Robert D. Kaplan: My North Korea Prediction for 2019

FILE PHOTO: South Korean President Moon Jae-in and North Korean leader Kim Jong Un wave during a car parade in Pyongyang, North Korea, September 18, 2018. Pyeongyang Press Corps/Pool via REUTERS/File Photo
December 22, 2018 Topic: Security Region: Asia Blog Brand: Korea Watch Tags: North KoreaKim Jong-unDenuclearizationDonald TrumpMoon Jae-in

Robert D. Kaplan: My North Korea Prediction for 2019

I don't see Kim giving up his weapons.

Editor's Note: Looking for more perspectives on North Korea? Check out all 27 expert predictions on North Korea in 2019 here

President Trump, perhaps unwittingly, has ignited a process whereby North Korea and South Korea have been warming up their bilateral relations. The South Koreans over the long term remain terrified of North Korean state collapse, and thus sees it in their interest to support economic development in the North. The South is also terrified of a war scenario where they would suffer material and human damage. 

So for these and other reasons, South Koreans see it generally in their interest to improve ties with Pyongyang. President Trump, by engaging directly with Kim Jong-Un, has accelerated this North-South process.

The problem is that the end-state logic of such a process could mean the dramatic reduction or complete withdrawal of U. S. troops from the Korean Peninsula sometime in the future: a prospect that would terrify Japan. For a future, united Greater Korea would inevitably—given the record of the past—be more anti-Japanese than anti-Chinese.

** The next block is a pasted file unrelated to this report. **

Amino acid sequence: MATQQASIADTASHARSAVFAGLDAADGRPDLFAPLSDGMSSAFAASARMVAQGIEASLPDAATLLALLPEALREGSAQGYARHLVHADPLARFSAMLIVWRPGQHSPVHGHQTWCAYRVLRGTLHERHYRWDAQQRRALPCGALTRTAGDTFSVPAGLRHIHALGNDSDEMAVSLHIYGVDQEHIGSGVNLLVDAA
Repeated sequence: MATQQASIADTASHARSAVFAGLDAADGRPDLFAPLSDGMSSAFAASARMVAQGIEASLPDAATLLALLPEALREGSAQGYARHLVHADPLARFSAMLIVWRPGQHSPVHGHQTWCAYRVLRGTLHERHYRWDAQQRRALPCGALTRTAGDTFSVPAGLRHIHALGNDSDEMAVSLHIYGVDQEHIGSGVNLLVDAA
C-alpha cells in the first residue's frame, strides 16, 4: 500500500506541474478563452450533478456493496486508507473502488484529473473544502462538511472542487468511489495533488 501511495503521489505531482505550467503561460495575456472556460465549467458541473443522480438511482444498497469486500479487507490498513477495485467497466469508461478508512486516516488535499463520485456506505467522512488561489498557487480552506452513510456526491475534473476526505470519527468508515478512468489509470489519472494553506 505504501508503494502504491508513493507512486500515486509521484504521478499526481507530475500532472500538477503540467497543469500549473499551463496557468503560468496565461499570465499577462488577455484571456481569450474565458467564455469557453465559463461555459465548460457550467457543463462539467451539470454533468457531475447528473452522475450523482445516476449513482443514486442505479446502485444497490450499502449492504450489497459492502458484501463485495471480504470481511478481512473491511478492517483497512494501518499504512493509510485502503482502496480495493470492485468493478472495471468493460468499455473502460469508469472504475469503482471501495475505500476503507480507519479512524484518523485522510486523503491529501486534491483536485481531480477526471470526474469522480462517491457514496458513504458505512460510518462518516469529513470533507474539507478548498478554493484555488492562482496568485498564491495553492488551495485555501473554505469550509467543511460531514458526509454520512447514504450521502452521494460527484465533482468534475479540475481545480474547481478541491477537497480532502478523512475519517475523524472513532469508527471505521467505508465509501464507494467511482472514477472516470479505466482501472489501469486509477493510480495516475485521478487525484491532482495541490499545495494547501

Thus, the Chinese see benefits in improved North-South relations because while such a changed regional environment would create challenges, they—the Chinese—could ultimately benefit more than the Americans or Japanese.

I don’t see Kim giving up his weapons: what I see is him making cosmetic reductions with his nuclear and missile arsenal to garner positive headlines, but without fundamentally reducing the threat his arsenal poses. Trump can easily move back to a tougher approach, given the tempestuous, Shakespearean dimension of his unusual personality.

If that happens, the Korean Peninsula could become even more unstable than it was at the start of the Trump Administration. South Korea’s government, in such a case, would be caught in the middle—a bad place for a U.S. ally to be.

The risk of war is real. We are dealing with two outsized personalities, and wars often erupt when neither side sees it in its interest to start one, but incidents and accidents can occur and then fear, honor, and status enter into it.

Robert D. Kaplan is the author most recently of The Return of Marco Polo’s World: War, Strategy, and American Interests in the Twenty-first Century. He is a senior fellow at the Center for a New American Security and a senior adviser at Eurasia Group.

Image: Reuters.